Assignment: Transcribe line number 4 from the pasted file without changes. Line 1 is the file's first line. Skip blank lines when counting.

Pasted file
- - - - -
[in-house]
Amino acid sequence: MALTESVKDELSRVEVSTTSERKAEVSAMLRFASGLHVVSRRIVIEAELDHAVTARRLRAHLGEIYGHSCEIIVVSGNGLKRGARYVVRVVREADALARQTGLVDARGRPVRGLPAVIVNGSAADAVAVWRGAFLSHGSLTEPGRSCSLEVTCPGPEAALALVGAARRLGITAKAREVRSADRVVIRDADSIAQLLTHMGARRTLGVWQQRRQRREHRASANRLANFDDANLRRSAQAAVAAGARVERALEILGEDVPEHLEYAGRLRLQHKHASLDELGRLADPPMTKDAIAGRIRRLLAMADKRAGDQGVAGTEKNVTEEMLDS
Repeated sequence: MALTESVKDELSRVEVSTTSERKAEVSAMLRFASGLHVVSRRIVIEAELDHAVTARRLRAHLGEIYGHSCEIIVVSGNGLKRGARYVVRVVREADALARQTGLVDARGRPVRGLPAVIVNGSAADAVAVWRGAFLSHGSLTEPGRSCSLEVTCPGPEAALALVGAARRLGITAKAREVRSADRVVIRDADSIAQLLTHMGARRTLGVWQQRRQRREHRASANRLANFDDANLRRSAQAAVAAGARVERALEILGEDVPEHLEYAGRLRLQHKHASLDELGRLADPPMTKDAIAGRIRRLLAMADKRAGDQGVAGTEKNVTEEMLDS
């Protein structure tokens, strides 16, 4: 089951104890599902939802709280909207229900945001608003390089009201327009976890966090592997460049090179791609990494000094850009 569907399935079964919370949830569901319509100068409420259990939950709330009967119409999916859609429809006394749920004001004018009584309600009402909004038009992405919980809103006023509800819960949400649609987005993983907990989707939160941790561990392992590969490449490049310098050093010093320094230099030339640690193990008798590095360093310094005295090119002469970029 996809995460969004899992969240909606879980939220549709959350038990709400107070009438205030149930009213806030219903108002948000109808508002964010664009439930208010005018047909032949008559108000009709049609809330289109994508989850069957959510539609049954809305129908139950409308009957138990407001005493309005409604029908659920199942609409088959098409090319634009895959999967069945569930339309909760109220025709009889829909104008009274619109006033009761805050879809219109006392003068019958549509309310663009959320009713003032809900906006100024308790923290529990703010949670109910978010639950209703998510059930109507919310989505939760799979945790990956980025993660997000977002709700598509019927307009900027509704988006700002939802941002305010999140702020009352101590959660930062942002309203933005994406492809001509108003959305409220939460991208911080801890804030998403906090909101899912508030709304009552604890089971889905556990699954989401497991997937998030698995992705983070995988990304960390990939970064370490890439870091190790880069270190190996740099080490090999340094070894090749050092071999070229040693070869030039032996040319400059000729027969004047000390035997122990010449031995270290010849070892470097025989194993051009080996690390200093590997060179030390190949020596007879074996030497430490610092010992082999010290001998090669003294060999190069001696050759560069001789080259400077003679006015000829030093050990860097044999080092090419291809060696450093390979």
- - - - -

């Protein structure tokens, strides 16, 4: 089951104890599902939802709280909207229900945001608003390089009201327009976890966090592997460049090179791609990494000094850009 569907399935079964919370949830569901319509100068409420259990939950709330009967119409999916859609429809006394749920004001004018009584309600009402909004038009992405919980809103006023509800819960949400649609987005993983907990989707939160941790561990392992590969490449490049310098050093010093320094230099030339640690193990008798590095360093310094005295090119002469970029 996809995460969004899992969240909606879980939220549709959350038990709400107070009438205030149930009213806030219903108002948000109808508002964010664009439930208010005018047909032949008559108000009709049609809330289109994508989850069957959510539609049954809305129908139950409308009957138990407001005493309005409604029908659920199942609409088959098409090319634009895959999967069945569930339309909760109220025709009889829909104008009274619109006033009761805050879809219109006392003068019958549509309310663009959320009713003032809900906006100024308790923290529990703010949670109910978010639950209703998510059930109507919310989505939760799979945790990956980025993660997000977002709700598509019927307009900027509704988006700002939802941002305010999140702020009352101590959660930062942002309203933005994406492809001509108003959305409220939460991208911080801890804030998403906090909101899912508030709304009552604890089971889905556990699954989401497991997937998030698995992705983070995988990304960390990939970064370490890439870091190790880069270190190996740099080490090999340094070894090749050092071999070229040693070869030039032996040319400059000729027969004047000390035997122990010449031995270290010849070892470097025989194993051009080996690390200093590997060179030390190949020596007879074996030497430490610092010992082999010290001998090669003294060999190069001696050759560069001789080259400077003679006015000829030093050990860097044999080092090419291809060696450093390979």